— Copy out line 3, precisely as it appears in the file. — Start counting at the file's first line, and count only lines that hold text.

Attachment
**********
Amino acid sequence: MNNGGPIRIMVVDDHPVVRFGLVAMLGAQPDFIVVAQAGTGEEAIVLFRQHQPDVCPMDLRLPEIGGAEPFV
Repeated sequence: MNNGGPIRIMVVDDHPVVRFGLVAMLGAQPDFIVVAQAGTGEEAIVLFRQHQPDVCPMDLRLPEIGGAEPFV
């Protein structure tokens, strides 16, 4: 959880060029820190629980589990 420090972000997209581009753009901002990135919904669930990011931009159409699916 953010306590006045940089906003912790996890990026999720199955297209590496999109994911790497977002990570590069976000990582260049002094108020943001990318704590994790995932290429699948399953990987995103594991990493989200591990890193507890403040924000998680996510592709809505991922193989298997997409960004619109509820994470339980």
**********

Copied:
């Protein structure tokens, strides 16, 4: 959880060029820190629980589990 420090972000997209581009753009901002990135919904669930990011931009159409699916 953010306590006045940089906003912790996890990026999720199955297209590496999109994911790497977002990570590069976000990582260049002094108020943001990318704590994790995932290429699948399953990987995103594991990493989200591990890193507890403040924000998680996510592709809505991922193989298997997409960004619109509820994470339980």